• There were a few ‘apples’; properties that have sold and resold in a short period of time.  One example is a property selling for $1.21m in 2011, with a subsequent interior remodel, selling recently for $2.22m (a 107 percent appreciation).  Another, recently sold for $1.52m with an acquisition price of $1.35m in 2016 (a 13 percent appreciation).
  • We’ve seen changes in value this quarter both up and down in varying housing types and sub-neighborhoods both quarter to quarter and year to year.  It seems odd to me that that would happen-it’s usually consistent one way or the other.
  • For West Portal and Inner Parkside proper, for typical area homes with rooms down, prices reflected a change in price down from 5 – 8 percent, quarter to quarter and year to year.  For two story homes, it was down 12 percent year to year.  It doesn’t make sense if you think about the big overbids I keep reporting, however, if the list prices come down and the overbid prices stay the same, the prices are still lower.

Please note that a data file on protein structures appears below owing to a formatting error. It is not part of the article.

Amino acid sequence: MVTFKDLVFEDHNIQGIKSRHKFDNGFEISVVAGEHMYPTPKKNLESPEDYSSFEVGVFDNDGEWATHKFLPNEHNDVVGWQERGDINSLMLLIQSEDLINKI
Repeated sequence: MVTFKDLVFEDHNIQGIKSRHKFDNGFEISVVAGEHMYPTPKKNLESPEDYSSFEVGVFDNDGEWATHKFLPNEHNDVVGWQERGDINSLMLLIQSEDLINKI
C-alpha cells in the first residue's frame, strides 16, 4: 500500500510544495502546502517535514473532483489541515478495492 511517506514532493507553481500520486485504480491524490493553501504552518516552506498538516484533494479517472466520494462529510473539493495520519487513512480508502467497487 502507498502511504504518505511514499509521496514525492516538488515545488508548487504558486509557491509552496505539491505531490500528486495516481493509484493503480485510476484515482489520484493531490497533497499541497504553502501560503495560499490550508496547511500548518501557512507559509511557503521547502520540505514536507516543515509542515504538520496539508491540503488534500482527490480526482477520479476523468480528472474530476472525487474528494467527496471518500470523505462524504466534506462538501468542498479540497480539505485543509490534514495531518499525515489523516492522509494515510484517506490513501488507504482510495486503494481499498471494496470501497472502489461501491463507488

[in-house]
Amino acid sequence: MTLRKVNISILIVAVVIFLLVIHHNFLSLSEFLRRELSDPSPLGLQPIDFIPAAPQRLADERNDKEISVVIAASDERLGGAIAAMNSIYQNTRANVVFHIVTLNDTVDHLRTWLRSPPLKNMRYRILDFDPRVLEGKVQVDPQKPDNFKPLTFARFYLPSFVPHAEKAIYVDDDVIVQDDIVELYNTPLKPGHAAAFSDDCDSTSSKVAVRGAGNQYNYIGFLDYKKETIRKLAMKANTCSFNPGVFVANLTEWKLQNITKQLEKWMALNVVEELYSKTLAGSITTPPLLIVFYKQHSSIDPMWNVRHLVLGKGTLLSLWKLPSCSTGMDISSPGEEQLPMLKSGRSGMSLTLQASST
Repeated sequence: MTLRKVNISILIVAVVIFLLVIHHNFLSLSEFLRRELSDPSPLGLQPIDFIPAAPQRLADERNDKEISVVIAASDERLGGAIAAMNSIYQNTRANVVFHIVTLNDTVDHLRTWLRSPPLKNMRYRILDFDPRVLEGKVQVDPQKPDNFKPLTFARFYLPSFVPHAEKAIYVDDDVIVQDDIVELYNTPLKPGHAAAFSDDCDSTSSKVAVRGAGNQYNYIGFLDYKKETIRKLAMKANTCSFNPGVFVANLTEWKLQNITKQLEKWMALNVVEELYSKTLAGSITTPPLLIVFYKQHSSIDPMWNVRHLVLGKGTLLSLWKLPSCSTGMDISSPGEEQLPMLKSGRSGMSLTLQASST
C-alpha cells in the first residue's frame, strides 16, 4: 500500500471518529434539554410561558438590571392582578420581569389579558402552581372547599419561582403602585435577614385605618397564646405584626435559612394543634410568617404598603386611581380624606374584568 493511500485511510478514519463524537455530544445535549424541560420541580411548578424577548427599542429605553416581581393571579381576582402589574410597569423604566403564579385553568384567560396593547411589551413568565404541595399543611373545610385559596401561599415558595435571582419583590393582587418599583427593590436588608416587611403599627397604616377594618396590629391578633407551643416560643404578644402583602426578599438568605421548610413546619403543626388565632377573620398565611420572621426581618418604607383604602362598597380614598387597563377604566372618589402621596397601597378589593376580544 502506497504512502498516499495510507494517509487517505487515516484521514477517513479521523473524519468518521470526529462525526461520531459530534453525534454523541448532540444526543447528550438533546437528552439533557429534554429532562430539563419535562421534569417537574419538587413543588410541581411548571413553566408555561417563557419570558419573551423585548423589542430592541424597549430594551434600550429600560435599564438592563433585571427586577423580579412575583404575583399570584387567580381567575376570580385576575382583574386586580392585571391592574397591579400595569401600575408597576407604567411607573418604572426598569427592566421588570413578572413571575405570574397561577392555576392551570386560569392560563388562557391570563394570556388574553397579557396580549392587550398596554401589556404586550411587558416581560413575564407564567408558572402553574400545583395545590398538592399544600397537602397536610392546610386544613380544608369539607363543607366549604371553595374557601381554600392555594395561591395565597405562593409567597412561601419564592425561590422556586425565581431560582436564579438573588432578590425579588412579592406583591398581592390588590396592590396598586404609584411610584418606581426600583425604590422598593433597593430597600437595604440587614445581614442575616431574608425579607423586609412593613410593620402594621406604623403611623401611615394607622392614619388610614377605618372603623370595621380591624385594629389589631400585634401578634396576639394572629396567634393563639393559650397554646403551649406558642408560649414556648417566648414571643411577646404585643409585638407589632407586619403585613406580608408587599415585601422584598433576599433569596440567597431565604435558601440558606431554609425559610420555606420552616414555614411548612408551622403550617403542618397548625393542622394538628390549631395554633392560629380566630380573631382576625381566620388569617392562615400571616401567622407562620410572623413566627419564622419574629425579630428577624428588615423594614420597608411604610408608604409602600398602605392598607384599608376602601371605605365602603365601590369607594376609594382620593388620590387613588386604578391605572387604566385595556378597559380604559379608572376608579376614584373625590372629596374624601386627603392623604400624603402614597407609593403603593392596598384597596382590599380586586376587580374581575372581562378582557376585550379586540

• The quandary for me was between West Portal/Inner Parkside proper and North of Ulloa.  North of Ulloa has seen values increase both quarter to quarter and year to year from 3 to 6 percent.  So I did a bit of digging, thinking perhaps it was the list prices being lower in one area than another could explain it, but that wasn’t it-they were similar.  Perhaps it was perception of what the properties would sell for between the two areas; no concrete answer was apparent.
  • The interesting thing to see will be what happens in February and March of 2019.  In recent history, we have seen one immediate bump in activity and prices, which tapers off about four months later-like we are seeing now. 
  • There are rumblings about a possible recession in the next few years.  After 24 years in the real estate business, I have seen them last six months and up to four years, so the challenges have more to do with depth and duration, not the fact that it happens.  A six month recession may recover quickly, while a four year one, may take several years.  Either way, Bay Area real estate is a good bet; the key is that time is your friend.  Every recovery I have seen so far has brought even higher appreciation than the previous.